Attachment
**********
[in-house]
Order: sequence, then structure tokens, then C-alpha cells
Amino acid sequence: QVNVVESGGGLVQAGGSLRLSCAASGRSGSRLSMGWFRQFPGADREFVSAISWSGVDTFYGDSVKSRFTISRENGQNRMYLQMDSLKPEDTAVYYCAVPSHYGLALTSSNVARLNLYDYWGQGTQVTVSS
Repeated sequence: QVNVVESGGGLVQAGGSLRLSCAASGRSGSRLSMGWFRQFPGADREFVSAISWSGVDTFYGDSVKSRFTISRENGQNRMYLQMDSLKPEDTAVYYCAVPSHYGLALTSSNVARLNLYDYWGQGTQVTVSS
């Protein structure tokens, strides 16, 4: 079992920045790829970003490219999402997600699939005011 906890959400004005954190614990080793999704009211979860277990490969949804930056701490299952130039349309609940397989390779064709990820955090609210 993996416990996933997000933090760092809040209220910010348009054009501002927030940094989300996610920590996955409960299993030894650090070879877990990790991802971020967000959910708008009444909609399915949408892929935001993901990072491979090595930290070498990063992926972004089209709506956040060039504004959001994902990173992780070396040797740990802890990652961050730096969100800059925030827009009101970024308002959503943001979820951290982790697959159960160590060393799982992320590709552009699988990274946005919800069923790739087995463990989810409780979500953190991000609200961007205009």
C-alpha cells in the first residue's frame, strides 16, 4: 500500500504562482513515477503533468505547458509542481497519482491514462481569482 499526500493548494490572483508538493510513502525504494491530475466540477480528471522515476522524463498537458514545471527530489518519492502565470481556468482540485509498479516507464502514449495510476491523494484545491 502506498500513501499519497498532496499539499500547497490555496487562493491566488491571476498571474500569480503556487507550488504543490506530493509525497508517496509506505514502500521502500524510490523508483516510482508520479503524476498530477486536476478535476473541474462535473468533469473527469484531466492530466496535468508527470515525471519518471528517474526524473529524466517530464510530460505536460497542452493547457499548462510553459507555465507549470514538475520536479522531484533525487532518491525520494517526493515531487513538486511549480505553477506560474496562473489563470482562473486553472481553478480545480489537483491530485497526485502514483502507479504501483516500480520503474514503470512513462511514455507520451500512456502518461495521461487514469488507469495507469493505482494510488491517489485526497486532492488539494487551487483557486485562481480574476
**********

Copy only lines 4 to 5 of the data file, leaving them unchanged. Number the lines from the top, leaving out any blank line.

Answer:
Repeated sequence: QVNVVESGGGLVQAGGSLRLSCAASGRSGSRLSMGWFRQFPGADREFVSAISWSGVDTFYGDSVKSRFTISRENGQNRMYLQMDSLKPEDTAVYYCAVPSHYGLALTSSNVARLNLYDYWGQGTQVTVSS
């Protein structure tokens, strides 16, 4: 079992920045790829970003490219999402997600699939005011 906890959400004005954190614990080793999704009211979860277990490969949804930056701490299952130039349309609940397989390779064709990820955090609210 993996416990996933997000933090760092809040209220910010348009054009501002927030940094989300996610920590996955409960299993030894650090070879877990990790991802971020967000959910708008009444909609399915949408892929935001993901990072491979090595930290070498990063992926972004089209709506956040060039504004959001994902990173992780070396040797740990802890990652961050730096969100800059925030827009009101970024308002959503943001979820951290982790697959159960160590060393799982992320590709552009699988990274946005919800069923790739087995463990989810409780979500953190991000609200961007205009």